In the years since its publication in 1902, "As a Man Thinketh" has set thousands of men on the pathway to personal and financial growth. Now, in this unique rendition of James Allen's masterwork, you, too, can manifest the traits and skills characteristic of those honorable, refined, and successful men. Each of the aphorisms and quotes in this book reveals simple yet revelatory techniques that will empower you to strengthen your character, harness constructive thoughts, and create the life you've always wanted. As Allen himself wrote, "As a Man Thinketh" 'shall create positive results in daily circumstances and actions, regardless of the venue—an agreeable prospect, one must concede!'

  • The Nether: A Play

    The Nether: A Play
    Jennifer Haley

    The Nether, a daring examination of moral responsibility in virtual worlds, opens with a familiar interrogation scene given a technological twist. As Detective Morris, an online investigator, questions Mr. Sims about his activities in a role-playing realm so realistic it could be life, she finds herself on slippery ethical ground. Sims argues for the freedom to explore even the most deviant corners of our imagination. Morris holds that we cannot flesh out our malign fantasies without consequence. Their clash of wills leads to a consequence neither could have imagined. Suspenseful, ingeniously constructed, and fiercely intelligent, Haley’s play forces us to confront deeply disturbing questions about the boundaries of reality.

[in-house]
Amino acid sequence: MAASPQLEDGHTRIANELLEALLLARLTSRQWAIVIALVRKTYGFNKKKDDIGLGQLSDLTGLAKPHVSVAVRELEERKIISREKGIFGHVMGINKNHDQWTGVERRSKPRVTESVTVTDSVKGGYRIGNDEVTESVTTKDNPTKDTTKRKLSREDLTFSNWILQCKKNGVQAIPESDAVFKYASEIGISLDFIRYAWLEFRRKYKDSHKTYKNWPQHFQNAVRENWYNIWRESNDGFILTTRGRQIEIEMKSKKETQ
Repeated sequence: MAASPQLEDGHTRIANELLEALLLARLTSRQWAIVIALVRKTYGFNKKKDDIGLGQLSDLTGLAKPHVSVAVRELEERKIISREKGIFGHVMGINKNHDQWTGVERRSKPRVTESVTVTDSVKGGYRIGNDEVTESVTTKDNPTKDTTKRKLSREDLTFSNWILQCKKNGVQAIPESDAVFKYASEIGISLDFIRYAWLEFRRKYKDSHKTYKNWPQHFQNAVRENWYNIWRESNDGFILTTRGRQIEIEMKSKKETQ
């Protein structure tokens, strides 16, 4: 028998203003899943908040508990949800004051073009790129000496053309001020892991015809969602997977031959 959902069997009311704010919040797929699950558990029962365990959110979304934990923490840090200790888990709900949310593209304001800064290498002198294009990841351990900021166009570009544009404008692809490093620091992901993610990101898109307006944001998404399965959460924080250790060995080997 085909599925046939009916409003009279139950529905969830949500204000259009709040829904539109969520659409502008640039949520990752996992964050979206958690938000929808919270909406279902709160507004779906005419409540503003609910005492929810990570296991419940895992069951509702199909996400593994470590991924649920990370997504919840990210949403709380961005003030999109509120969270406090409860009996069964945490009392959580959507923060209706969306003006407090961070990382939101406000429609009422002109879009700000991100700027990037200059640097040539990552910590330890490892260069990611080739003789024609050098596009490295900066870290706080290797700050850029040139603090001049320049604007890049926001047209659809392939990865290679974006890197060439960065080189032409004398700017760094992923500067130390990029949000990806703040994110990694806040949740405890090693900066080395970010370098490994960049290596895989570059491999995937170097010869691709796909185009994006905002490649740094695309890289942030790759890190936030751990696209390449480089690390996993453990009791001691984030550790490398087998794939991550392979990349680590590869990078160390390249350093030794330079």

• Joe Turner s Come and Gone

    Joe Turner’s Come and Gone
    August Wilson

    From the Pulitzer Prize-winning author of Fences comes Joe Turner's Come and Gone—Winner of the New York Drama Critics Circle Award for Best Play. “The glow accompanying August Wilson’s place in contemporary American theater is fixed.”—Toni Morrison When Harold Loomis arrives at a black Pittsburgh boardinghouse after seven years' impressed labor on Joe Turner's chain gang, he is a free man—in body. But the scars of his enslavement and a sense of inescapable alienation oppress his spirit still, and the seemingly hospitable rooming house seethes with tension and distrust in the presence of this tormented stranger. Loomis is looking for the wife he left behind, believing that she can help him reclaim his old identity. But through his encounters with the other residents he begins to realize that what he really seeks is his rightful place in a new world—and it will take more than the skill of the local “People Finder” to discover it. This jazz-influenced drama is a moving narrative of African-American experience in the 20th century.